… [T]o suggest that the appellant was compelled by state intervention to dispose of his gum is in error. The act of the officer holding out the Dixie cup did not cause the appellant to discard the gum; it merely provided an opportunity for the police to collect it. The actions of the appellant were voluntary. He was free to choose to participate in the gum survey, free to choose whether to discard the gum and where to dispose of it. He was not compelled to put his gum into the cup, although it was suggested that he do so. We agree with the trial judge’s conclusion that the appellant voluntarily discarded the gum as garbage, in a public setting and not in custody. The appellant abandoned his privacy interest.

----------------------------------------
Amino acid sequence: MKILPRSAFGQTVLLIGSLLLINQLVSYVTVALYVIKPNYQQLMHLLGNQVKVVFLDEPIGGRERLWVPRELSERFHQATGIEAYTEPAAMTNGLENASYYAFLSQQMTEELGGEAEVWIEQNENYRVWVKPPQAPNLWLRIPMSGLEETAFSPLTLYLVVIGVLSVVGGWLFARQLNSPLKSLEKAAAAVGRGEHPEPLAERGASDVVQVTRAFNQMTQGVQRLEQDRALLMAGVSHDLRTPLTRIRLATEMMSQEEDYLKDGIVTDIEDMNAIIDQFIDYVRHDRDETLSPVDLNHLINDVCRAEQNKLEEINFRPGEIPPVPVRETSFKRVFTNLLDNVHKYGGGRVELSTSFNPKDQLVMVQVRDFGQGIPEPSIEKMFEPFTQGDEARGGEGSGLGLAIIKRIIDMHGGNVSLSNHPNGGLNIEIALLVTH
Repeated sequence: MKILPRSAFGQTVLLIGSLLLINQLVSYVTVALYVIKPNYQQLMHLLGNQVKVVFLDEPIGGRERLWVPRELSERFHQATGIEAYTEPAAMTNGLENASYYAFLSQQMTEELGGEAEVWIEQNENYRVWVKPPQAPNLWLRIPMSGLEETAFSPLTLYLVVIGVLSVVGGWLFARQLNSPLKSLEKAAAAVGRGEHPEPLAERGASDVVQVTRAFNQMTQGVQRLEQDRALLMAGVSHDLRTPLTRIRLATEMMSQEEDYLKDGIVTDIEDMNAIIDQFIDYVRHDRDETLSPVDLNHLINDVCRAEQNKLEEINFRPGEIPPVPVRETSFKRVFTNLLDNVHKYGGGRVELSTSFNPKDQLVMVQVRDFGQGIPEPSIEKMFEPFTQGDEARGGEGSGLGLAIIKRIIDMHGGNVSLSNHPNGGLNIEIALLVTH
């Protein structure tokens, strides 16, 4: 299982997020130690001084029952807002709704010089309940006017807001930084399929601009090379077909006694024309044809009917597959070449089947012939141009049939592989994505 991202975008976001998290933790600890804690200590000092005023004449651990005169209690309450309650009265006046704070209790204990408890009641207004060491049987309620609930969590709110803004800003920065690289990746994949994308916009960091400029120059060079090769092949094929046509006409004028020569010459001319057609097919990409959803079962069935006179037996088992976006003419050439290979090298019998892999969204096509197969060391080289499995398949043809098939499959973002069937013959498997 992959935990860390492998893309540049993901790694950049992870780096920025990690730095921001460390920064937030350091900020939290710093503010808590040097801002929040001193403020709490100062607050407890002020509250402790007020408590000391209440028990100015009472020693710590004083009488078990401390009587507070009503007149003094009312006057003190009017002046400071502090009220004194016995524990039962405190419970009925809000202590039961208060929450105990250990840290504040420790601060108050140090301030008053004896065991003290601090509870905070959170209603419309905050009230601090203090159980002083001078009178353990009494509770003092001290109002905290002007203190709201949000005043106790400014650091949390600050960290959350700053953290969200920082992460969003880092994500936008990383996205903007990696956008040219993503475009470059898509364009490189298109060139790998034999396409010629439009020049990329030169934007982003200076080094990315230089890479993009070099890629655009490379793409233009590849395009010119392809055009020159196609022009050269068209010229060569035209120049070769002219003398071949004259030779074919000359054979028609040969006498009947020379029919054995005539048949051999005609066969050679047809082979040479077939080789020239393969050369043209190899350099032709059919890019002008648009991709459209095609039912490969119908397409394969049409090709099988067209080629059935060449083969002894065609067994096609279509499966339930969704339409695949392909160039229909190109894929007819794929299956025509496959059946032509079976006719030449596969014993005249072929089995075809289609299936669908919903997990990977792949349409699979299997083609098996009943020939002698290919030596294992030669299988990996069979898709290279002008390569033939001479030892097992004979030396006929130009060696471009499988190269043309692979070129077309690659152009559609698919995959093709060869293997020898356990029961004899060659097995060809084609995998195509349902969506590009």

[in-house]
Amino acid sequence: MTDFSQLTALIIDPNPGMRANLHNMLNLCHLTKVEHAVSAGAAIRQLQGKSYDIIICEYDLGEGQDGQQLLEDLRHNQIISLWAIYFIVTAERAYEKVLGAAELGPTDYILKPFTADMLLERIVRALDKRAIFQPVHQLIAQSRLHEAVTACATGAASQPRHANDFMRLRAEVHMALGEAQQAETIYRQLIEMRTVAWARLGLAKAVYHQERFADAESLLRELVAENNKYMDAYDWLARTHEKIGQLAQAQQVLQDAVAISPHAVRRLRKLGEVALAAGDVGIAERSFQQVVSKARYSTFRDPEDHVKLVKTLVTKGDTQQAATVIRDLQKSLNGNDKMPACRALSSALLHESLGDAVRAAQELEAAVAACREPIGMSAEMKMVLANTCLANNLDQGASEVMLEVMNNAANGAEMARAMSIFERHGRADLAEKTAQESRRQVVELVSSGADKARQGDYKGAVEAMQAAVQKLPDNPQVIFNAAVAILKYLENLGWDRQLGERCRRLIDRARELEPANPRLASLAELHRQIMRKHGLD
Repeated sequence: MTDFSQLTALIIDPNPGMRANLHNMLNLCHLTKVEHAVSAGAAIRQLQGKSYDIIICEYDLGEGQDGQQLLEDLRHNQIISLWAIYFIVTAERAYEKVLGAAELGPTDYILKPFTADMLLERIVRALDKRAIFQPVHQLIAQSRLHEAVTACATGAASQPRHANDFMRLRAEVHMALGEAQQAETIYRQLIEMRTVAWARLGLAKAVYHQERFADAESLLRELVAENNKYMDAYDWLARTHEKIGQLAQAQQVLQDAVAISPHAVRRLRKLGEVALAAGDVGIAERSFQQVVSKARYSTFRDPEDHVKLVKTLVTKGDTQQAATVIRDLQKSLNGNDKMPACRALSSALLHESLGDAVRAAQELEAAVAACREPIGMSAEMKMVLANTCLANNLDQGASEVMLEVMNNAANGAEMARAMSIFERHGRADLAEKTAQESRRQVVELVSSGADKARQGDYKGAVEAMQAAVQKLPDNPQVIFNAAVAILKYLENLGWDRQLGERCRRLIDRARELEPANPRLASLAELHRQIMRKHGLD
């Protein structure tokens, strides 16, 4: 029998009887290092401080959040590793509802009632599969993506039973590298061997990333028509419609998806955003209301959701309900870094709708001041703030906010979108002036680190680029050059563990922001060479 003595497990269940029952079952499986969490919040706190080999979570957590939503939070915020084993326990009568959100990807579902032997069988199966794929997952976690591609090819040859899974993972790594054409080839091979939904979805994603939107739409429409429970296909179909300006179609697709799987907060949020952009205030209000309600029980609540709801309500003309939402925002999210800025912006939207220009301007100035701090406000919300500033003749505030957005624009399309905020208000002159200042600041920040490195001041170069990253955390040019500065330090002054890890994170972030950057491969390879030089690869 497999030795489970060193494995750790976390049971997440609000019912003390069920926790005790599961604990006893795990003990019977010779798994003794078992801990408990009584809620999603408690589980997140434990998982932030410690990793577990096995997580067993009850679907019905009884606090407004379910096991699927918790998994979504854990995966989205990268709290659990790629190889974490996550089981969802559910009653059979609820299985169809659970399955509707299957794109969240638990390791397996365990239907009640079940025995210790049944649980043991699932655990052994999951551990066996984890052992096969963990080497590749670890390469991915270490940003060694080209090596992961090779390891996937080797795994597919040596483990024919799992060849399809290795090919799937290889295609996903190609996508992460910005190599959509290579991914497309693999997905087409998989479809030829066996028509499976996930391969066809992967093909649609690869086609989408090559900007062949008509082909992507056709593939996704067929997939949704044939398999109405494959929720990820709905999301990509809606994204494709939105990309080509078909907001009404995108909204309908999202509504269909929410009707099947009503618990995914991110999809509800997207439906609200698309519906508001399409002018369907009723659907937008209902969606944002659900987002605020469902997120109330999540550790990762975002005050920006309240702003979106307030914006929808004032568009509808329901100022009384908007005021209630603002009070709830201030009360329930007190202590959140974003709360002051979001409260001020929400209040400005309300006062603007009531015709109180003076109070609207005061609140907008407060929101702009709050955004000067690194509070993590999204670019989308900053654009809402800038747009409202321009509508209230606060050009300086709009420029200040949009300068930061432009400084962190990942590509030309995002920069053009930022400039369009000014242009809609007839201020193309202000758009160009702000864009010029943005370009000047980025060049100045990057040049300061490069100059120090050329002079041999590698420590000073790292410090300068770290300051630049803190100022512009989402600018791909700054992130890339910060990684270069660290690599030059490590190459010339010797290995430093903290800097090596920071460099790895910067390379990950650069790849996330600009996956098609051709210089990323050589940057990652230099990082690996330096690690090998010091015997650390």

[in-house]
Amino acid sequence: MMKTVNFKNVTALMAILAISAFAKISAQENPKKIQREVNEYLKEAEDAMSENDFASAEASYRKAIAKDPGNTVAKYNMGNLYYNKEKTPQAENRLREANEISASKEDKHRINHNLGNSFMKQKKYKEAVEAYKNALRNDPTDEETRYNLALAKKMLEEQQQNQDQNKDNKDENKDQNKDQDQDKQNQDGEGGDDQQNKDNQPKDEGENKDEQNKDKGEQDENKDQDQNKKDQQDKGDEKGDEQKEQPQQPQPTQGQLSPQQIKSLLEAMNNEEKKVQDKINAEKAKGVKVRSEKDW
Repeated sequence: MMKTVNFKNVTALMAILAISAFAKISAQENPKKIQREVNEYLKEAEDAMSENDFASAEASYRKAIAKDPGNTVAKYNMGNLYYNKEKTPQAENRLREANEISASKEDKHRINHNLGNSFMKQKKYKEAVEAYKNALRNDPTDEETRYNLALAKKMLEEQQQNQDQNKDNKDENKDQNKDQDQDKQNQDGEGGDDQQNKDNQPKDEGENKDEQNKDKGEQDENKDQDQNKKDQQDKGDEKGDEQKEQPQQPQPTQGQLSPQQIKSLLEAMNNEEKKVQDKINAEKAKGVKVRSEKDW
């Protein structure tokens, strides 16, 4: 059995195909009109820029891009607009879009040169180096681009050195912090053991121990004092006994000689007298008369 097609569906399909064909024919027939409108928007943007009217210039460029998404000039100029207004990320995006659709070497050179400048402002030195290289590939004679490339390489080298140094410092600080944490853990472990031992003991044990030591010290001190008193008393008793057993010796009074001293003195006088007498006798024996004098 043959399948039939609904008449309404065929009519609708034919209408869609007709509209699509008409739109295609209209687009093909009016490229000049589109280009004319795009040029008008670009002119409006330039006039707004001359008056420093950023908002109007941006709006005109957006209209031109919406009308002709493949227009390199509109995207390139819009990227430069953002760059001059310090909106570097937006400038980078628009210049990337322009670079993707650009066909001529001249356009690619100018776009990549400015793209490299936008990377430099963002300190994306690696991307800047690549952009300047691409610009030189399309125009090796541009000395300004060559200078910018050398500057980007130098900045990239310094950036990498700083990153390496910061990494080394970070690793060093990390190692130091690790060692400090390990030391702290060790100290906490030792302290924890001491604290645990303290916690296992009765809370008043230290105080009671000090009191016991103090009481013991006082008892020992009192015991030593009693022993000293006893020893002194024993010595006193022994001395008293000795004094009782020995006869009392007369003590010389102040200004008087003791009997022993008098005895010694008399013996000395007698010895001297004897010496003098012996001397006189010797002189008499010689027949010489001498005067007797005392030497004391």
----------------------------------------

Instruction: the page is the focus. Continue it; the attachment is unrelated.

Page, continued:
I agree with the court’s reasoning that this distinction was one of practical urgency, and not such that it would amount to intervention on the part of the state so as to vitiate a finding of abandonment. Further, I have come to realize that the unease regarding this undercover operation that I felt upon my first reading of this decision really goes to the fundamental issues of abandonment decided in Patrick: I tend to prefer Justice Abella’s opinion that, subject to a countervailing state interest, an abandonment of a privacy interest is not incidental to an abandonment of a property interest. This opinion was in the minority; further, considering the reasonable and probable grounds to believe that the accused was a suspect, such a state interest existed here anyway (as Justice Abella found one existed in Patrick.) And so, I find nothing to detract from a belief that the SCC was correct in its decision to deny leave to appeal in Delaa.